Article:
The program opened with a haunting, soaring trumpet solo from Cowell’s “Synchrony.” I hadn’t expected such a lovely melody at the start and found the rhythmic and melodic tonal clusters that followed pleasantly accessible. Cowell also taught and reportedly influenced the work of other mavericks, particularly Cage and Lou Harrison.
Adams’ newest work, “Absolute Jest” followed. It is the fourth commission he has composed for San Francisco beginning with “Harmonium” in 1981. It is hard to believe that Adams was ever a musical maverick. However, he is credited with steering music away from the dry 12-tone exercises of academic modernism and back to a more expressive and humanistic realm. His 1986 opera, “Nixon in China” broke new ground and, ever since his 2002 tribute to the victims of 9/11, “On the Transmigration of Souls”, Adams has become the default composer for orchestra programmers, a contemporary composer audiences will tolerate.
As I listened to the buoyant, yet fractured rhythms, the work had a pastiche quality that, while enjoyable in performance, did not leave a lasting impression. Afterward, reading the program notes, Adams called the piece’s short bursts “quotations”. While my ear caught, what I thought were snippets of Copland, I later learned that he was borrowing freely from Beethoven’s late quartets and even the Ninth Symphony. The inclusion of the St. Lawrence String Quartet was an interesting touch. As stand-ins for Beethoven’s quartets, they played with fierce engagement, often in attacking juxtaposition to the orchestra. It was a novel but not entirely successful experiment.
I still don’t “get” Ives but I realize that he has changed modern music’s vocabulary and earned his “American Maverick” stripes. However, Henry Brant’s rich orchestration of Ives’ “A Concord Symphony” (originally a sonata solely for piano) softened many of the piece’s rough edges and made Ives’ ideas more pronounced and palatable, particularly the sweetly melodic third movement, The Alcotts. His tribute to three other transcendental New England writers–Emerson, Hawthorne and Thoreau–remain a musical puzzle to my ears.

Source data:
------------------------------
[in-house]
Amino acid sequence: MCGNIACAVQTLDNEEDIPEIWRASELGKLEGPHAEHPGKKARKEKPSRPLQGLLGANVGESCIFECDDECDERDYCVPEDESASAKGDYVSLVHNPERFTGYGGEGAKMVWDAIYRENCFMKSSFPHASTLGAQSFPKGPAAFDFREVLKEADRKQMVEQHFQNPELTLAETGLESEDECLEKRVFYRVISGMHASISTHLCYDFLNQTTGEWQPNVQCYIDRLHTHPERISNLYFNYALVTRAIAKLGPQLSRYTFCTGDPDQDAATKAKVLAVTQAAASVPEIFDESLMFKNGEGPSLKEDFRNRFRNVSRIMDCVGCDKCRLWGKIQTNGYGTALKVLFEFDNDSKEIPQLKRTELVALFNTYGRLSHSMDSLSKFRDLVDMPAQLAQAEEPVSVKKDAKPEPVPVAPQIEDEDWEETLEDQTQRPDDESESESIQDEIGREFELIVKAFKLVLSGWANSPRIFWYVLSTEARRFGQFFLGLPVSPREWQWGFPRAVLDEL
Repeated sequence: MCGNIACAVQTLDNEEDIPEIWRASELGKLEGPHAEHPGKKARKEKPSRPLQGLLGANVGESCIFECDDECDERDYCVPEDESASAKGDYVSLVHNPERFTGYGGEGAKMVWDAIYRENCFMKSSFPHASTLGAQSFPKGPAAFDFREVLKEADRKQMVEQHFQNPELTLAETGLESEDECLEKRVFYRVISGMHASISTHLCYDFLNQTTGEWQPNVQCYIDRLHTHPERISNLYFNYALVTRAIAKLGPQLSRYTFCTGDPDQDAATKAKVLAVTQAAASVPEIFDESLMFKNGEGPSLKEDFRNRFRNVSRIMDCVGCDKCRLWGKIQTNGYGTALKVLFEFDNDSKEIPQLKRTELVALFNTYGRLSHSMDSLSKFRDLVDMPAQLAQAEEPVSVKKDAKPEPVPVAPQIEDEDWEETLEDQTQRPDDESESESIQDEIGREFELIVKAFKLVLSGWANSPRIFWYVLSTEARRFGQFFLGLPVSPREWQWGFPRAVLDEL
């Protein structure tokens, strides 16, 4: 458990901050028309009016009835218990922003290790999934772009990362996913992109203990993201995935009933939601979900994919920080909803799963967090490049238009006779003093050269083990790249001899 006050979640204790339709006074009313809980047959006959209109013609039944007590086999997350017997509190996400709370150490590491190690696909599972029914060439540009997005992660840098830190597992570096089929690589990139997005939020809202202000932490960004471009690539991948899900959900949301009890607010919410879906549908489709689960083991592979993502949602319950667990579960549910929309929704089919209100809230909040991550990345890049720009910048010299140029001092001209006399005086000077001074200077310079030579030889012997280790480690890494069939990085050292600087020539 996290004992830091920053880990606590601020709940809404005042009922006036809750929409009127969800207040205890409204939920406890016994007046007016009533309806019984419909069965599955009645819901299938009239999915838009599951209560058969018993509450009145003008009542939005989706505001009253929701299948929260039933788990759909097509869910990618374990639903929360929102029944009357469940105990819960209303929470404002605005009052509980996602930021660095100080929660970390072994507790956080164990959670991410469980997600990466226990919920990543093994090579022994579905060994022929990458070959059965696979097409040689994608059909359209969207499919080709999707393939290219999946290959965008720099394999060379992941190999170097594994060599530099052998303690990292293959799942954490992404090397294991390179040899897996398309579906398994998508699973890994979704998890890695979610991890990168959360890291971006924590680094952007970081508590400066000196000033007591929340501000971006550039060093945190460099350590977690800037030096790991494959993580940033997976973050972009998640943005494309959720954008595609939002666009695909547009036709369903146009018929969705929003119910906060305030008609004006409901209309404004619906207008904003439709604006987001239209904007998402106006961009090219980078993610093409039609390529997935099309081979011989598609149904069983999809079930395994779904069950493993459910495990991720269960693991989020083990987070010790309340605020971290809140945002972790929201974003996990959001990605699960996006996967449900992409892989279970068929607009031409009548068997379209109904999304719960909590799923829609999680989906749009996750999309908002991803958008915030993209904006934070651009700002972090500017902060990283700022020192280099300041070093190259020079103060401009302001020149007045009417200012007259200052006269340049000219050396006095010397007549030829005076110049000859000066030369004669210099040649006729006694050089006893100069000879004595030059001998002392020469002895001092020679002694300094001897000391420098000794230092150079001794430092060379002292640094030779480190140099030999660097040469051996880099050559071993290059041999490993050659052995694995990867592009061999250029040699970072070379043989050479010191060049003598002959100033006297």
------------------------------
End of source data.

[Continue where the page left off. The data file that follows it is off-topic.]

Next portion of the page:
Tilson Thomas has lived with the music of these composers for many years. I left Symphony Center convinced that no other orchestra could interpret these works as convincingly and idiomatically. That opinion was evidently shared by many younger members of the audience who whooped and applauded heartily for each work on the program. The audience skewed much younger than the usual CSO audience. At least 1/3 of the crowd in the lower balcony were high school and college students. While the CSO offered heavily discounted pricing for students on their website and on Groupon, many also came because of Thomas and the orchestra’s reputation for contemporary fare. For a list of concerts in April and May with special $10 seats for students, go to www.cso.org.